The National Atlas has a new feature, Streamer, that lets you trace the flow of any U.S. stream or river, either going upstream to the sources or downstream to the sea.
Below are a couple of screenshots from the tool (click to enlarge). I picked a point near the EcoWest compound in Denver, along Clear Creek. When you trace upstream, you effectively show the watershed that feeds a stream or river, and when you trace the path downstream, you see the circuitous path to the ocean.
Another cool feature of this tool is that it produces a data report on the streams and rivers that you choose to trace. Using the example of Clear Creek, I found that the water will take a 2,487-mile journey from Denver to the Gulf of Mexico via the South Platte, Missouri, and Mississippi rivers, passing through 121 counties that are home to 10.4 million Americans.
To mix things up, I also tried an upstream trace for New Orleans:
When the Mississippi River enters the Gulf of Mexico, its waters have collectively passed through 1,553 U.S. counties containing nearly 85 million residents. The total length of all 7,028 streams and rivers in the Mississippi’s watershed is a mind-boggling 300,243 miles. If you were to string together all of these streams and rivers, this über waterway would wrap around the Earth a dozen times.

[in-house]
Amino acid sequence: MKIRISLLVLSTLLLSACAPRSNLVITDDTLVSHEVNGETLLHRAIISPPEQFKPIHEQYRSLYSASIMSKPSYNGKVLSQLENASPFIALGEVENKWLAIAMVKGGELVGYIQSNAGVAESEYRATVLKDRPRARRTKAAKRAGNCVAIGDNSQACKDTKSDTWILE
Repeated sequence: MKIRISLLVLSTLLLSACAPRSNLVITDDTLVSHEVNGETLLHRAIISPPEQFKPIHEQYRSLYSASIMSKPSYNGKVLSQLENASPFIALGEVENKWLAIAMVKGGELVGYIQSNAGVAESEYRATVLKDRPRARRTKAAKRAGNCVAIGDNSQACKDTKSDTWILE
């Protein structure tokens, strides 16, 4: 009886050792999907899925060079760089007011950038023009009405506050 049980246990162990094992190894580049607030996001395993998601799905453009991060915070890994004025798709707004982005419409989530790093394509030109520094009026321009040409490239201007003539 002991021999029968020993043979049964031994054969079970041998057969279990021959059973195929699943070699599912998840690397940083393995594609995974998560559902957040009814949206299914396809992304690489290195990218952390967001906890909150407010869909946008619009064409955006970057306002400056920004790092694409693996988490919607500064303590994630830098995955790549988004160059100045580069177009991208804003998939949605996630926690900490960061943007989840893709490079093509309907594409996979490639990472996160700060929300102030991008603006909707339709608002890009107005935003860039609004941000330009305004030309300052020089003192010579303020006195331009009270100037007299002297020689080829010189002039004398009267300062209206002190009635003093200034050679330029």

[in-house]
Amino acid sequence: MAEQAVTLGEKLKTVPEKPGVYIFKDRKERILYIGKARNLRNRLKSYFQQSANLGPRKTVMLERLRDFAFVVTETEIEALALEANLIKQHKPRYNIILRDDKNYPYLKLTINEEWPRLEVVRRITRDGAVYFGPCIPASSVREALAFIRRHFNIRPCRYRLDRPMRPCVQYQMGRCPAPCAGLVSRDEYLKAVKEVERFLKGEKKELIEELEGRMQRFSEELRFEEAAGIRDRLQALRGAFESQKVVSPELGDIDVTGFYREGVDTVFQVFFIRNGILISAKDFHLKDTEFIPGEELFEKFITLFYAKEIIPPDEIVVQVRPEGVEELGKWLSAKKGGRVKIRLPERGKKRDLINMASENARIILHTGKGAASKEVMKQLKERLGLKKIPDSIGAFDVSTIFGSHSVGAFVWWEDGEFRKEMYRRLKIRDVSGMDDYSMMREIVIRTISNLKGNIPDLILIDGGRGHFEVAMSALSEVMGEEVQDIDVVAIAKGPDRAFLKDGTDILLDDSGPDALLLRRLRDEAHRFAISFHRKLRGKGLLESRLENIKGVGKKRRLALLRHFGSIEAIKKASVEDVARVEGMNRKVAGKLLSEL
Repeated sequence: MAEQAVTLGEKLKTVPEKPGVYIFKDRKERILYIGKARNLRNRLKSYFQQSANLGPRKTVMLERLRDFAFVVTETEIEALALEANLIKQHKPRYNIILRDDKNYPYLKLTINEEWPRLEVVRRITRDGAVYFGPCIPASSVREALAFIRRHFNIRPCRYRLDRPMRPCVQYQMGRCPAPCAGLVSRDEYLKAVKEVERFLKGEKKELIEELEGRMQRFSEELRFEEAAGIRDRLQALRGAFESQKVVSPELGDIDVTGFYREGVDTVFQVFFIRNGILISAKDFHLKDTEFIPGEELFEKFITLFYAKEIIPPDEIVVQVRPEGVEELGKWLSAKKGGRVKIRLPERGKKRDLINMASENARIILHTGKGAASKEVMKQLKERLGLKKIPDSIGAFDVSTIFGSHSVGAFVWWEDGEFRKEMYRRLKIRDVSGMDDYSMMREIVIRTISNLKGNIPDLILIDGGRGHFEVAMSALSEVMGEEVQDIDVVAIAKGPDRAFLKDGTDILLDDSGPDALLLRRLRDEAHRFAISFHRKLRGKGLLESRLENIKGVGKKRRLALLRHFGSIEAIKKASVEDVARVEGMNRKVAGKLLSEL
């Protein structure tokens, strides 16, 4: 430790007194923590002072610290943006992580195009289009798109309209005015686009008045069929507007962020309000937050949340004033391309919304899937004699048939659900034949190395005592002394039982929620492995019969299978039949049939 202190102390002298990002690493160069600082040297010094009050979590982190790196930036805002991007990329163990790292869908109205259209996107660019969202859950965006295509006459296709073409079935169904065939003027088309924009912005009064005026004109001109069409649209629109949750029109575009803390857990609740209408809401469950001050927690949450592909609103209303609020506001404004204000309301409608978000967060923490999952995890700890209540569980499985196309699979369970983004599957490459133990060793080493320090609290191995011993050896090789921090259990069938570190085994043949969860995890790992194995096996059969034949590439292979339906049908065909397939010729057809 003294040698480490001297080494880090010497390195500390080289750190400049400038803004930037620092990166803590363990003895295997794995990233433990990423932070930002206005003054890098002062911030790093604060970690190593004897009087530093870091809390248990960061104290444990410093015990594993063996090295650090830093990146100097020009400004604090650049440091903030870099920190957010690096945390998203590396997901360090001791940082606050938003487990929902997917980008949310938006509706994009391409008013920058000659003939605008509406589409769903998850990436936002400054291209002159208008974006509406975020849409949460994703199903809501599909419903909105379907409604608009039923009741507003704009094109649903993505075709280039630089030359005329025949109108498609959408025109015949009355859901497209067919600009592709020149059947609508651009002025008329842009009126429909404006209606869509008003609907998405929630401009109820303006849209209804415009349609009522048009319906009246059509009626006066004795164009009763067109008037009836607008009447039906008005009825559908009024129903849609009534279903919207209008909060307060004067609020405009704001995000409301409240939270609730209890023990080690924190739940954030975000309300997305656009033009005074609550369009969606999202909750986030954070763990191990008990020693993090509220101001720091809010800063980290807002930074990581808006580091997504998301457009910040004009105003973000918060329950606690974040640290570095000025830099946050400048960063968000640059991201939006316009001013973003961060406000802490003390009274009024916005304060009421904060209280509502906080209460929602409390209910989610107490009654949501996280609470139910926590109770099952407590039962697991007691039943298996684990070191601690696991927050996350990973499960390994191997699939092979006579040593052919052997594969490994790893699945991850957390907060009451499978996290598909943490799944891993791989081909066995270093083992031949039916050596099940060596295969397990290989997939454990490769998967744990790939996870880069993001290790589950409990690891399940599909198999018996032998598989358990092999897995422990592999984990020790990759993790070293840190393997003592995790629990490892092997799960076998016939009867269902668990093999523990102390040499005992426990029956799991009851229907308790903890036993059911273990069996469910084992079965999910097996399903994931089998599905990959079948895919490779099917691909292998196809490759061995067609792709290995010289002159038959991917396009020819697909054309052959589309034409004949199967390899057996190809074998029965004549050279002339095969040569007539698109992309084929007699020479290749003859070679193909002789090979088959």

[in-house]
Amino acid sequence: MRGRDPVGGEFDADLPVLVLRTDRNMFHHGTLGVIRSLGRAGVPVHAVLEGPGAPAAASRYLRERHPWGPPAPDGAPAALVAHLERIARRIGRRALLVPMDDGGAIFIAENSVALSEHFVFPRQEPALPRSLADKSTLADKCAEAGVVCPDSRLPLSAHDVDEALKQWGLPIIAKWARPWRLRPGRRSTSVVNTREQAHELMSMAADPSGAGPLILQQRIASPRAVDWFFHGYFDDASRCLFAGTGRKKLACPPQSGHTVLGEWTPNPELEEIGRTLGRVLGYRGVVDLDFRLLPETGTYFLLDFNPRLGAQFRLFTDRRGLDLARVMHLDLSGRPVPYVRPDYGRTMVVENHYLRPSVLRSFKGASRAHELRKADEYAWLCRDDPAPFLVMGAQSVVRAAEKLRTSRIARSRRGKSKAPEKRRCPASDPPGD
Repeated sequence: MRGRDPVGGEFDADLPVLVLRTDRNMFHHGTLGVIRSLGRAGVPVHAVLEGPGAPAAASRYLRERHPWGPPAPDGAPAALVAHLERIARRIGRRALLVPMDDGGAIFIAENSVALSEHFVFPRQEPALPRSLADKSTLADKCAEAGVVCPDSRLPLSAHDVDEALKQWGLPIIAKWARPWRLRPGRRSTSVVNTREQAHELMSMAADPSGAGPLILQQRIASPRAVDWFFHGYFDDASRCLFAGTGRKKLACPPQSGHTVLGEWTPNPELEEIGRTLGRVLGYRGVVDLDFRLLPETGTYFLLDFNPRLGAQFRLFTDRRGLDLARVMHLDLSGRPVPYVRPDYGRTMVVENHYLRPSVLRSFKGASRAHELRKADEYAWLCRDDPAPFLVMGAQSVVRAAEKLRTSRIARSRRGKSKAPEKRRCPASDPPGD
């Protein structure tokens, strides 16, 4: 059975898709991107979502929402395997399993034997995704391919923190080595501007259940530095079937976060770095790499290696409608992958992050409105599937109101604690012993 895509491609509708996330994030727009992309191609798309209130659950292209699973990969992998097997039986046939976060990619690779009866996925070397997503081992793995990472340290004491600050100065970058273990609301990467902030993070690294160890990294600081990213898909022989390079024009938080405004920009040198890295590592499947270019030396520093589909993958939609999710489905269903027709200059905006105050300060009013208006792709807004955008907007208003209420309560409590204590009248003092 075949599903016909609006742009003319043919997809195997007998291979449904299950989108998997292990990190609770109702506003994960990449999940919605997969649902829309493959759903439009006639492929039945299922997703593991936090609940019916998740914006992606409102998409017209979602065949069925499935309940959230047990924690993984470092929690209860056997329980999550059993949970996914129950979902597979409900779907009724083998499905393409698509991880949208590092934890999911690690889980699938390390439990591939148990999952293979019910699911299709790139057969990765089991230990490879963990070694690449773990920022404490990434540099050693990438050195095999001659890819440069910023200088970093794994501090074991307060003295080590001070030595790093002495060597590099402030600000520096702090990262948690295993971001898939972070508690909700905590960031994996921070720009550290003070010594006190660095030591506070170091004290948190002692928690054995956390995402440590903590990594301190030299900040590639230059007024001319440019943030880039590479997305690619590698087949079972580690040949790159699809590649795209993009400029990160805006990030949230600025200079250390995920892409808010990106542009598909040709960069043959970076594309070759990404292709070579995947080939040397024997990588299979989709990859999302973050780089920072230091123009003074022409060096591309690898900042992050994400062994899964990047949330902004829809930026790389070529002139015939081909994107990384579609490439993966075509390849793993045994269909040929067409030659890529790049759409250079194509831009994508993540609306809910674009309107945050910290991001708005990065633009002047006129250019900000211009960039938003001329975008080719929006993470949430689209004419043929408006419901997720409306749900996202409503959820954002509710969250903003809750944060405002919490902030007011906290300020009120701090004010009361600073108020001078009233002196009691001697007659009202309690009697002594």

What’s great about the Streamer tool is its simplicity: you click on a point and instantly find out where the water is coming from and where it’s going.
If only Lewis and Clark had access to something like this.
Streamer doesn’t include every single creek, brook, and rivulet of water in the country. You’ll only see the major streams and rivers that are part of a dataset that you can download here. If you haven’t already, I highly recommend playing around with the National Atlas. which visualizes hundreds of layers of geographic data.
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